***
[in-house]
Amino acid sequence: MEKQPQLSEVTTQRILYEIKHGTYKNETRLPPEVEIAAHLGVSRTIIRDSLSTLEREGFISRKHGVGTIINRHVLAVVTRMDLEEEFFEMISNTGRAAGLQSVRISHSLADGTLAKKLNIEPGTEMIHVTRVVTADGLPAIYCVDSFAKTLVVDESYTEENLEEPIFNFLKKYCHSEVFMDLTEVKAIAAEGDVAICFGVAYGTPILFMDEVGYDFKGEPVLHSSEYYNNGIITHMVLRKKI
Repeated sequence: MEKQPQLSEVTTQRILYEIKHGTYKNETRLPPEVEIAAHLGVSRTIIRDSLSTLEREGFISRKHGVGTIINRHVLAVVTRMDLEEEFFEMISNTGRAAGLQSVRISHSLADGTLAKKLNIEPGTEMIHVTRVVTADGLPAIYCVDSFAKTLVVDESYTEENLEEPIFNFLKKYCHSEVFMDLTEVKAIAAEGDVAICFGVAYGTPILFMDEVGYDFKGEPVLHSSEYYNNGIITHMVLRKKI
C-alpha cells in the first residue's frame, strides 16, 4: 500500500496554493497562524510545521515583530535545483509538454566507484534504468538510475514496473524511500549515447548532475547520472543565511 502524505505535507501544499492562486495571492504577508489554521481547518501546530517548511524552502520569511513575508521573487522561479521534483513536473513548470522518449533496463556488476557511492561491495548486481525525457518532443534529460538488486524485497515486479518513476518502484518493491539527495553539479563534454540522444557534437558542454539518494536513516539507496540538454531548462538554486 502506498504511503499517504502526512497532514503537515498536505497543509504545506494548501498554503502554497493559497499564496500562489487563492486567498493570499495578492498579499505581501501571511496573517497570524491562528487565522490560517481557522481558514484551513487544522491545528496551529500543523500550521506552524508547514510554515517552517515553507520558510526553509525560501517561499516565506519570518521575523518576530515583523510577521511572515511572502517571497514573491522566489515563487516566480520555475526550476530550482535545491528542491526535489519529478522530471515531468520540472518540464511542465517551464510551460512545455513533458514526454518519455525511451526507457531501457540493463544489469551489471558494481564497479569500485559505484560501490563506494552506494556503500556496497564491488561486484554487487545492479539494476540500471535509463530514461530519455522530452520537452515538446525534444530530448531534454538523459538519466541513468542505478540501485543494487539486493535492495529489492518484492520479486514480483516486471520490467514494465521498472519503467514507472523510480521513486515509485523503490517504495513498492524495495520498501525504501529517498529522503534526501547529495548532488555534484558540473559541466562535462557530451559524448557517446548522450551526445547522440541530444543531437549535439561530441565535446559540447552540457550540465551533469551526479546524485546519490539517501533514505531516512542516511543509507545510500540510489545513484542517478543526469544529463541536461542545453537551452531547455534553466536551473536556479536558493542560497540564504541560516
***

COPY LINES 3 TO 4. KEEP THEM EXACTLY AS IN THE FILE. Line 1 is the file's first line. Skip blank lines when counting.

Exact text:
Repeated sequence: MEKQPQLSEVTTQRILYEIKHGTYKNETRLPPEVEIAAHLGVSRTIIRDSLSTLEREGFISRKHGVGTIINRHVLAVVTRMDLEEEFFEMISNTGRAAGLQSVRISHSLADGTLAKKLNIEPGTEMIHVTRVVTADGLPAIYCVDSFAKTLVVDESYTEENLEEPIFNFLKKYCHSEVFMDLTEVKAIAAEGDVAICFGVAYGTPILFMDEVGYDFKGEPVLHSSEYYNNGIITHMVLRKKI
C-alpha cells in the first residue's frame, strides 16, 4: 500500500496554493497562524510545521515583530535545483509538454566507484534504468538510475514496473524511500549515447548532475547520472543565511 502524505505535507501544499492562486495571492504577508489554521481547518501546530517548511524552502520569511513575508521573487522561479521534483513536473513548470522518449533496463556488476557511492561491495548486481525525457518532443534529460538488486524485497515486479518513476518502484518493491539527495553539479563534454540522444557534437558542454539518494536513516539507496540538454531548462538554486 502506498504511503499517504502526512497532514503537515498536505497543509504545506494548501498554503502554497493559497499564496500562489487563492486567498493570499495578492498579499505581501501571511496573517497570524491562528487565522490560517481557522481558514484551513487544522491545528496551529500543523500550521506552524508547514510554515517552517515553507520558510526553509525560501517561499516565506519570518521575523518576530515583523510577521511572515511572502517571497514573491522566489515563487516566480520555475526550476530550482535545491528542491526535489519529478522530471515531468520540472518540464511542465517551464510551460512545455513533458514526454518519455525511451526507457531501457540493463544489469551489471558494481564497479569500485559505484560501490563506494552506494556503500556496497564491488561486484554487487545492479539494476540500471535509463530514461530519455522530452520537452515538446525534444530530448531534454538523459538519466541513468542505478540501485543494487539486493535492495529489492518484492520479486514480483516486471520490467514494465521498472519503467514507472523510480521513486515509485523503490517504495513498492524495495520498501525504501529517498529522503534526501547529495548532488555534484558540473559541466562535462557530451559524448557517446548522450551526445547522440541530444543531437549535439561530441565535446559540447552540457550540465551533469551526479546524485546519490539517501533514505531516512542516511543509507545510500540510489545513484542517478543526469544529463541536461542545453537551452531547455534553466536551473536556479536558493542560497540564504541560516